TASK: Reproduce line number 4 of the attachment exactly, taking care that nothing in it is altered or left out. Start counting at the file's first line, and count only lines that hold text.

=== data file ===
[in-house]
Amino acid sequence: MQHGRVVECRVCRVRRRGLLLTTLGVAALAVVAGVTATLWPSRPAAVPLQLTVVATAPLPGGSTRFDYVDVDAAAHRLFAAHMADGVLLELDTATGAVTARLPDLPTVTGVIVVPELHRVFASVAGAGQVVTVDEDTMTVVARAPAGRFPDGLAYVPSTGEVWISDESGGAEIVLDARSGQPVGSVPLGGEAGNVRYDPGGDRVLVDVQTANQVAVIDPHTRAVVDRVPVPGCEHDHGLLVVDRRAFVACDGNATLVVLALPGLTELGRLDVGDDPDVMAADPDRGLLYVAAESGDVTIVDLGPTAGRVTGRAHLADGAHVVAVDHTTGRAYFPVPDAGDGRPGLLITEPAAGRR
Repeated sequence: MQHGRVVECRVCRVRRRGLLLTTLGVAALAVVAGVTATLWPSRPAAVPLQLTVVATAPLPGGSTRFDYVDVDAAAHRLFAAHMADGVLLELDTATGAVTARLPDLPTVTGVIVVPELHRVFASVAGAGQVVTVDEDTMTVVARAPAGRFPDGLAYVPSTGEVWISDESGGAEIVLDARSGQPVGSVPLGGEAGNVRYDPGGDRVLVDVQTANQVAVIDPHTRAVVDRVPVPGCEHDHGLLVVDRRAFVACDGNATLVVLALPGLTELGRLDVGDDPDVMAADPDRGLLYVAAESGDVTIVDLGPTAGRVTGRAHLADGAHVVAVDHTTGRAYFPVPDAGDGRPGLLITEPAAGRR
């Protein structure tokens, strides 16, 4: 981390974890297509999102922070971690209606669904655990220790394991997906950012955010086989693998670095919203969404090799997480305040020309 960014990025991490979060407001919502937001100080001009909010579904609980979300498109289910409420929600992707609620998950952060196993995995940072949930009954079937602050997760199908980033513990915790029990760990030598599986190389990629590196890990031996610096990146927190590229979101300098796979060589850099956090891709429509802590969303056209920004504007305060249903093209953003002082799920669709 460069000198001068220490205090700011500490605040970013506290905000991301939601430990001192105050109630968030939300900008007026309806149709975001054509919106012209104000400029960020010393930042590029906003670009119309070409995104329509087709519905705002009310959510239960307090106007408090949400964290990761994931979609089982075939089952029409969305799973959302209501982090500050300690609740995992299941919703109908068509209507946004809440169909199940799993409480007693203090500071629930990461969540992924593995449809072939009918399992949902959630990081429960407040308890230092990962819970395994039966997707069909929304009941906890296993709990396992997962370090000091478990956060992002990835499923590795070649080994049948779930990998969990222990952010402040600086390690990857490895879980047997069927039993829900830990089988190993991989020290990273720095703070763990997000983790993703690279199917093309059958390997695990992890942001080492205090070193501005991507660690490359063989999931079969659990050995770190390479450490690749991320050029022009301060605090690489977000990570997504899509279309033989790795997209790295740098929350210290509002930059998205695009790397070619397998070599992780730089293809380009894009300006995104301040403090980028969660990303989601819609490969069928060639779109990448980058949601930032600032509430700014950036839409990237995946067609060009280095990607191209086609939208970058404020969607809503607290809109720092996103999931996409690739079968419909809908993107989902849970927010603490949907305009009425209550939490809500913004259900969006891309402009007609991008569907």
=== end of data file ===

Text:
């Protein structure tokens, strides 16, 4: 981390974890297509999102922070971690209606669904655990220790394991997906950012955010086989693998670095919203969404090799997480305040020309 960014990025991490979060407001919502937001100080001009909010579904609980979300498109289910409420929600992707609620998950952060196993995995940072949930009954079937602050997760199908980033513990915790029990760990030598599986190389990629590196890990031996610096990146927190590229979101300098796979060589850099956090891709429509802590969303056209920004504007305060249903093209953003002082799920669709 460069000198001068220490205090700011500490605040970013506290905000991301939601430990001192105050109630968030939300900008007026309806149709975001054509919106012209104000400029960020010393930042590029906003670009119309070409995104329509087709519905705002009310959510239960307090106007408090949400964290990761994931979609089982075939089952029409969305799973959302209501982090500050300690609740995992299941919703109908068509209507946004809440169909199940799993409480007693203090500071629930990461969540992924593995449809072939009918399992949902959630990081429960407040308890230092990962819970395994039966997707069909929304009941906890296993709990396992997962370090000091478990956060992002990835499923590795070649080994049948779930990998969990222990952010402040600086390690990857490895879980047997069927039993829900830990089988190993991989020290990273720095703070763990997000983790993703690279199917093309059958390997695990992890942001080492205090070193501005991507660690490359063989999931079969659990050995770190390479450490690749991320050029022009301060605090690489977000990570997504899509279309033989790795997209790295740098929350210290509002930059998205695009790397070619397998070599992780730089293809380009894009300006995104301040403090980028969660990303989601819609490969069928060639779109990448980058949601930032600032509430700014950036839409990237995946067609060009280095990607191209086609939208970058404020969607809503607290809109720092996103999931996409690739079968419909809908993107989902849970927010603490949907305009009425209550939490809500913004259900969006891309402009007609991008569907």